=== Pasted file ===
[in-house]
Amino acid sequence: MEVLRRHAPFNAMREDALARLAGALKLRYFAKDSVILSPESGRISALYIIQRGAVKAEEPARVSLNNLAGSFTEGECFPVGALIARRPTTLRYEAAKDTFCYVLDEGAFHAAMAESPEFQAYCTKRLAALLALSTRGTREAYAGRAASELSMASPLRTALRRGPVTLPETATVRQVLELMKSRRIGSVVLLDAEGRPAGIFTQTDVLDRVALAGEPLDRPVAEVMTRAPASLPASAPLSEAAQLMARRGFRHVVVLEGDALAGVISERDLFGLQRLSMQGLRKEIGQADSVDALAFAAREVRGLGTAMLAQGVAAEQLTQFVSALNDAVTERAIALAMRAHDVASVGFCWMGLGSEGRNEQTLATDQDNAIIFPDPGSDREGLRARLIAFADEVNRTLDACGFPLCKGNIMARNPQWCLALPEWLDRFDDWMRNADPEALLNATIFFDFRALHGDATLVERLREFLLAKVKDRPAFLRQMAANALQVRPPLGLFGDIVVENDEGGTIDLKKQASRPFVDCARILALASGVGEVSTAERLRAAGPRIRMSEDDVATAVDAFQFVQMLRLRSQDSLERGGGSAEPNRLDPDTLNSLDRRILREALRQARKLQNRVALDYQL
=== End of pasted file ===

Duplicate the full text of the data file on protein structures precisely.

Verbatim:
[in-house]
Amino acid sequence: MEVLRRHAPFNAMREDALARLAGALKLRYFAKDSVILSPESGRISALYIIQRGAVKAEEPARVSLNNLAGSFTEGECFPVGALIARRPTTLRYEAAKDTFCYVLDEGAFHAAMAESPEFQAYCTKRLAALLALSTRGTREAYAGRAASELSMASPLRTALRRGPVTLPETATVRQVLELMKSRRIGSVVLLDAEGRPAGIFTQTDVLDRVALAGEPLDRPVAEVMTRAPASLPASAPLSEAAQLMARRGFRHVVVLEGDALAGVISERDLFGLQRLSMQGLRKEIGQADSVDALAFAAREVRGLGTAMLAQGVAAEQLTQFVSALNDAVTERAIALAMRAHDVASVGFCWMGLGSEGRNEQTLATDQDNAIIFPDPGSDREGLRARLIAFADEVNRTLDACGFPLCKGNIMARNPQWCLALPEWLDRFDDWMRNADPEALLNATIFFDFRALHGDATLVERLREFLLAKVKDRPAFLRQMAANALQVRPPLGLFGDIVVENDEGGTIDLKKQASRPFVDCARILALASGVGEVSTAERLRAAGPRIRMSEDDVATAVDAFQFVQMLRLRSQDSLERGGGSAEPNRLDPDTLNSLDRRILREALRQARKLQNRVALDYQL